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3rd Bidder's the Charm: New Owner Takes El Matador Off O.C.'s Hands

Newport man ends up with the eatery, which had been run by the public administrator.

June 09, 2005|David Reyes | Times Staff Writer

A colorful Costa Mesa restaurant -- a landmark, some would say -- that was operated by the county after the owner died has been successfully auctioned. Again.

After the first bidder bowed out of buying El Matador, a new buyer completed financial arrangements Wednesday to take over the Newport Boulevard restaurant.

"I'm looking forward to operating the El Matador and getting back into the restaurant business," said Greg McConaughy, a Corona del Mar businessman who paid $535,000 for the business.

McConaughy, 52, said he owned Shooter's Sports Bar in Costa Mesa, also known as McConaughy's, for 26 years but sold it last year.

"I've got lots of experience in the restaurant business," he said.

McConaughy will take over July 1.

At a judge's request, the county took over the day-to-day operation of El Matador after its owner and founder, Marcial Gallardo, died in June 2003 and his family squabbled over the business.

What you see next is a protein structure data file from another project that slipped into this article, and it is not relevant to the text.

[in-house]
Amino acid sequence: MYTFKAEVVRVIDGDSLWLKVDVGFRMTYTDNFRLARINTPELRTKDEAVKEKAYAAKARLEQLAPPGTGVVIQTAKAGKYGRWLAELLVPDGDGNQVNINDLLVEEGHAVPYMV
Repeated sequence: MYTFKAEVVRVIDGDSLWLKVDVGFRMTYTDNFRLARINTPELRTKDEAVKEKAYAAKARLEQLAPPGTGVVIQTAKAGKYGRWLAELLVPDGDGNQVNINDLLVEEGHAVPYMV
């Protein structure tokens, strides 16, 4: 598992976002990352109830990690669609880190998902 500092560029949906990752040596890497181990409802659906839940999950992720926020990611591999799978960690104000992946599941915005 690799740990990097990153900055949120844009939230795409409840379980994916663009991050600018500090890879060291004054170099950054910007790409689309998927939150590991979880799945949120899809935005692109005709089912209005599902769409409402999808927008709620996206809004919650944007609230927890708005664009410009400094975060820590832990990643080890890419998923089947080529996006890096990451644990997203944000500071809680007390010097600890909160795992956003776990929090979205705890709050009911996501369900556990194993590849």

The Gallardo family had owned it nearly 40 years and cultivated a loyal clientele. The restaurant's reputation helped establish its $690,000 appraised value, according to sale documents.

When the county finally sold the restaurant at auction, McConaughy was the third-highest bidder. The winning bidder was a Newport Beach engineer who later backed out of the deal.

Xavier Bengoechea, 33, gave no reason to the county why he didn't complete the sale. When reached by telephone, he declined to give an explanation.

The county negotiated with the second-highest bidder, and when that failed it agreed to sell the restaurant to McConaughy.

County Public Administrator John S. Williams said most of Bengoechea's $15,000 deposit would be refunded, although he said the county did incur some costs after the deal fell through, money that will be reimbursed from the deposit.

Running the restaurant has been one of the most unusual responsibilities Williams and his staff have faced, he said.

"This was new ground, but it was fun," he said.

In the past, the office has auctioned jewelry, cars and real estate. Williams said they liquidated a furniture store in South County once, but never operated a restaurant.

According to probate documents, the estate owes about $120,000 in back taxes, management fees and other costs. Those will be paid from the sale and the estate closed out, Williams said.

"We still need to do a final accounting to the court and then disperse the money to the heirs," he said.

One of Marcial Gallardo's sons, Cesar, has said he might try to reclaim the restaurant on behalf of his mother, who divorced the elder Gallardo years ago.

But another son, George, who owns the Blue Agave restaurant in Yorba Linda, said the sale was the "best thing to do."

"I'm just happy to see an ending to all this," he said.

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